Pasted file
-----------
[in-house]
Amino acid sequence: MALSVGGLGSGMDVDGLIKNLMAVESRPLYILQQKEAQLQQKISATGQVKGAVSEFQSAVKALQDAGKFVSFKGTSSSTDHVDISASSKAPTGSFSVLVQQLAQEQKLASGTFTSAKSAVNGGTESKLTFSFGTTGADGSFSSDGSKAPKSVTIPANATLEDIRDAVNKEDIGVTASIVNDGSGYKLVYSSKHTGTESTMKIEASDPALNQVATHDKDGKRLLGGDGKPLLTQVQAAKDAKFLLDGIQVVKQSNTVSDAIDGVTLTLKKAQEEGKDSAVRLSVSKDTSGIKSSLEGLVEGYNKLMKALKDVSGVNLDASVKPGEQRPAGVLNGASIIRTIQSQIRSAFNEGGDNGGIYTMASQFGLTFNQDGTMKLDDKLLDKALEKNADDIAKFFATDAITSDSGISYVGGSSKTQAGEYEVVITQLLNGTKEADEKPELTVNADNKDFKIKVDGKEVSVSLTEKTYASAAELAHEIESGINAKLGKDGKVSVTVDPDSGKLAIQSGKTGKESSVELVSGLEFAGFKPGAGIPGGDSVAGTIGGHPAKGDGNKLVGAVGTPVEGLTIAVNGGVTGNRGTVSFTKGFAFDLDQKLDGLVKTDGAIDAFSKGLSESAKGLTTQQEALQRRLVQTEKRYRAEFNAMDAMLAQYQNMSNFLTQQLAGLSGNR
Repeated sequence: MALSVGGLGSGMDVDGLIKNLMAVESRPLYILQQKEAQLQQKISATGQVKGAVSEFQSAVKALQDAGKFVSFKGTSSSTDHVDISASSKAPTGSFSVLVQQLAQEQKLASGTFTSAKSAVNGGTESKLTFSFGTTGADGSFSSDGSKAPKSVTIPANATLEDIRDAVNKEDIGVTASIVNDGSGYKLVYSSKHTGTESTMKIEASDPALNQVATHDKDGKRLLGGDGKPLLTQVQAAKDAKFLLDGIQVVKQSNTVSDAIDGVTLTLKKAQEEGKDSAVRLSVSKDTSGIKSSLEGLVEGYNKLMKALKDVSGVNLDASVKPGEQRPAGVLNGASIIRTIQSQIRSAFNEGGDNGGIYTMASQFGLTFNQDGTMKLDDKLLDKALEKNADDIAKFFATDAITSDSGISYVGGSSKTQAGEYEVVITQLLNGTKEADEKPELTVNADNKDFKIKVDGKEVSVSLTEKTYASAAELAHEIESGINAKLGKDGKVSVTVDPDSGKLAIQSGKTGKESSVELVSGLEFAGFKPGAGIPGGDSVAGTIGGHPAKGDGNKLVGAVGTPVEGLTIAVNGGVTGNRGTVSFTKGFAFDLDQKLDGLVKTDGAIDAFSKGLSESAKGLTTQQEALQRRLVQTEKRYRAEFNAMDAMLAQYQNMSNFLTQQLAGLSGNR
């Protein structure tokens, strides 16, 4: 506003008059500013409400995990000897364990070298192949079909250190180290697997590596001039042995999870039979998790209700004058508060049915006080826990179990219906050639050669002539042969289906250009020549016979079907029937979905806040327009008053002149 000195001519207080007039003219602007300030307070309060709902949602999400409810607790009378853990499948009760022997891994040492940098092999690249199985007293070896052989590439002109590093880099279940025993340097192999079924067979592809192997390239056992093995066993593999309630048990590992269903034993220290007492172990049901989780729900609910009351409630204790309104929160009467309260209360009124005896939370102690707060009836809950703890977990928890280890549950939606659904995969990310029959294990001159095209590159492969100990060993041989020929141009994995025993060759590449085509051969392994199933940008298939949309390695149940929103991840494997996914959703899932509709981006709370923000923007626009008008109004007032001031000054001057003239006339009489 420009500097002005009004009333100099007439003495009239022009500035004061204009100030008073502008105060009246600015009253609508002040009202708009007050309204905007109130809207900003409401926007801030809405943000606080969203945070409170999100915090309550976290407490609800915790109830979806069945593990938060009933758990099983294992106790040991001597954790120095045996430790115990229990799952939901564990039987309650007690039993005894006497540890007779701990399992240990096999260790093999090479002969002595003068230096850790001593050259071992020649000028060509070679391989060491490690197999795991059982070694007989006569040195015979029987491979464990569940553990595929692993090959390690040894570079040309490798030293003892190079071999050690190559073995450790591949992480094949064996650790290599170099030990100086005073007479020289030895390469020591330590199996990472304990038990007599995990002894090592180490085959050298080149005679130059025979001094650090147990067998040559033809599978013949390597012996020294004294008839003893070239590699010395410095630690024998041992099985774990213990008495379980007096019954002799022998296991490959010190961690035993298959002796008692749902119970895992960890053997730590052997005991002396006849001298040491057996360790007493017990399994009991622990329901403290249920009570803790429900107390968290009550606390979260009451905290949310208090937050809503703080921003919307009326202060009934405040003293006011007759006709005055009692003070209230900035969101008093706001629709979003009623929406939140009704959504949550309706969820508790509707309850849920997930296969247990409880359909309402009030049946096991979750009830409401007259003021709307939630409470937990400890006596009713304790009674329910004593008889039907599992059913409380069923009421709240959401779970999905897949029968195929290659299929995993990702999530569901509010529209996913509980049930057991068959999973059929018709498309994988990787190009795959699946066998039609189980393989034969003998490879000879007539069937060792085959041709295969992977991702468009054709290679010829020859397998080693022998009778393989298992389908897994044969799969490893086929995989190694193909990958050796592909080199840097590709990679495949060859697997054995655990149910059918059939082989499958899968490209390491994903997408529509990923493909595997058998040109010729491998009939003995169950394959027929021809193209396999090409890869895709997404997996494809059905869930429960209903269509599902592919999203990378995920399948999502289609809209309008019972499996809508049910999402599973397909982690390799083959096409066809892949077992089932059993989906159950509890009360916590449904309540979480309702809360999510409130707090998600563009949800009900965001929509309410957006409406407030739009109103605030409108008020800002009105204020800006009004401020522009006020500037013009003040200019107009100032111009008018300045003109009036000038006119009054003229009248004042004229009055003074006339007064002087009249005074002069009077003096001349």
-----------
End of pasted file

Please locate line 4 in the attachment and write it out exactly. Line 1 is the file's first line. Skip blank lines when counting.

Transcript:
């Protein structure tokens, strides 16, 4: 506003008059500013409400995990000897364990070298192949079909250190180290697997590596001039042995999870039979998790209700004058508060049915006080826990179990219906050639050669002539042969289906250009020549016979079907029937979905806040327009008053002149 000195001519207080007039003219602007300030307070309060709902949602999400409810607790009378853990499948009760022997891994040492940098092999690249199985007293070896052989590439002109590093880099279940025993340097192999079924067979592809192997390239056992093995066993593999309630048990590992269903034993220290007492172990049901989780729900609910009351409630204790309104929160009467309260209360009124005896939370102690707060009836809950703890977990928890280890549950939606659904995969990310029959294990001159095209590159492969100990060993041989020929141009994995025993060759590449085509051969392994199933940008298939949309390695149940929103991840494997996914959703899932509709981006709370923000923007626009008008109004007032001031000054001057003239006339009489 420009500097002005009004009333100099007439003495009239022009500035004061204009100030008073502008105060009246600015009253609508002040009202708009007050309204905007109130809207900003409401926007801030809405943000606080969203945070409170999100915090309550976290407490609800915790109830979806069945593990938060009933758990099983294992106790040991001597954790120095045996430790115990229990799952939901564990039987309650007690039993005894006497540890007779701990399992240990096999260790093999090479002969002595003068230096850790001593050259071992020649000028060509070679391989060491490690197999795991059982070694007989006569040195015979029987491979464990569940553990595929692993090959390690040894570079040309490798030293003892190079071999050690190559073995450790591949992480094949064996650790290599170099030990100086005073007479020289030895390469020591330590199996990472304990038990007599995990002894090592180490085959050298080149005679130059025979001094650090147990067998040559033809599978013949390597012996020294004294008839003893070239590699010395410095630690024998041992099985774990213990008495379980007096019954002799022998296991490959010190961690035993298959002796008692749902119970895992960890053997730590052997005991002396006849001298040491057996360790007493017990399994009991622990329901403290249920009570803790429900107390968290009550606390979260009451905290949310208090937050809503703080921003919307009326202060009934405040003293006011007759006709005055009692003070209230900035969101008093706001629709979003009623929406939140009704959504949550309706969820508790509707309850849920997930296969247990409880359909309402009030049946096991979750009830409401007259003021709307939630409470937990400890006596009713304790009674329910004593008889039907599992059913409380069923009421709240959401779970999905897949029968195929290659299929995993990702999530569901509010529209996913509980049930057991068959999973059929018709498309994988990787190009795959699946066998039609189980393989034969003998490879000879007539069937060792085959041709295969992977991702468009054709290679010829020859397998080693022998009778393989298992389908897994044969799969490893086929995989190694193909990958050796592909080199840097590709990679495949060859697997054995655990149910059918059939082989499958899968490209390491994903997408529509990923493909595997058998040109010729491998009939003995169950394959027929021809193209396999090409890869895709997404997996494809059905869930429960209903269509599902592919999203990378995920399948999502289609809209309008019972499996809508049910999402599973397909982690390799083959096409066809892949077992089932059993989906159950509890009360916590449904309540979480309702809360999510409130707090998600563009949800009900965001929509309410957006409406407030739009109103605030409108008020800002009105204020800006009004401020522009006020500037013009003040200019107009100032111009008018300045003109009036000038006119009054003229009248004042004229009055003074006339007064002087009249005074002069009077003096001349």